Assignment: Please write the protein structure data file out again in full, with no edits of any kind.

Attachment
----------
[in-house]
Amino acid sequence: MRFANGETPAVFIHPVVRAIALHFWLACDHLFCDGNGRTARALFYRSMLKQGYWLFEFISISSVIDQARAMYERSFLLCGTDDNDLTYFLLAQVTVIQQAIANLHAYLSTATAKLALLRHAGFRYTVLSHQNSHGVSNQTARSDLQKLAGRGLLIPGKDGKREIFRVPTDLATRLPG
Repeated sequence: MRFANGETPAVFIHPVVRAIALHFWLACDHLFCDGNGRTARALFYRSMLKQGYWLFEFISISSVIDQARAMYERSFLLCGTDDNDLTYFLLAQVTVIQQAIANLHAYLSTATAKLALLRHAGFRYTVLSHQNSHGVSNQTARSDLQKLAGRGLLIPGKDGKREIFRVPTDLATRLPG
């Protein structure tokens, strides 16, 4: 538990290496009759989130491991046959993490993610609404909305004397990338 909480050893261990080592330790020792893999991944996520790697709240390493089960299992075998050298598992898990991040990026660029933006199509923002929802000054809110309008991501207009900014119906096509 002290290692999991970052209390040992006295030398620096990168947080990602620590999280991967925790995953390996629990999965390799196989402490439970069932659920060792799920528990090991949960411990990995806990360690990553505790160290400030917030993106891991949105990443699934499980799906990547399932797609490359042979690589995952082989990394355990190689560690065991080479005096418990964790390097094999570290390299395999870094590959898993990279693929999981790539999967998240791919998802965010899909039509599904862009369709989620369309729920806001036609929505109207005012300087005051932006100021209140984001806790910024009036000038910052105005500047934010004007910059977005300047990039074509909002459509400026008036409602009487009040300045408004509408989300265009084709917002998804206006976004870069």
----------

[in-house]
Amino acid sequence: MRFANGETPAVFIHPVVRAIALHFWLACDHLFCDGNGRTARALFYRSMLKQGYWLFEFISISSVIDQARAMYERSFLLCGTDDNDLTYFLLAQVTVIQQAIANLHAYLSTATAKLALLRHAGFRYTVLSHQNSHGVSNQTARSDLQKLAGRGLLIPGKDGKREIFRVPTDLATRLPG
Repeated sequence: MRFANGETPAVFIHPVVRAIALHFWLACDHLFCDGNGRTARALFYRSMLKQGYWLFEFISISSVIDQARAMYERSFLLCGTDDNDLTYFLLAQVTVIQQAIANLHAYLSTATAKLALLRHAGFRYTVLSHQNSHGVSNQTARSDLQKLAGRGLLIPGKDGKREIFRVPTDLATRLPG
């Protein structure tokens, strides 16, 4: 538990290496009759989130491991046959993490993610609404909305004397990338 909480050893261990080592330790020792893999991944996520790697709240390493089960299992075998050298598992898990991040990026660029933006199509923002929802000054809110309008991501207009900014119906096509 002290290692999991970052209390040992006295030398620096990168947080990602620590999280991967925790995953390996629990999965390799196989402490439970069932659920060792799920528990090991949960411990990995806990360690990553505790160290400030917030993106891991949105990443699934499980799906990547399932797609490359042979690589995952082989990394355990190689560690065991080479005096418990964790390097094999570290390299395999870094590959898993990279693929999981790539999967998240791919998802965010899909039509599904862009369709989620369309729920806001036609929505109207005012300087005051932006100021209140984001806790910024009036000038910052105005500047934010004007910059977005300047990039074509909002459509400026008036409602009487009040300045408004509408989300265009084709917002998804206006976004870069």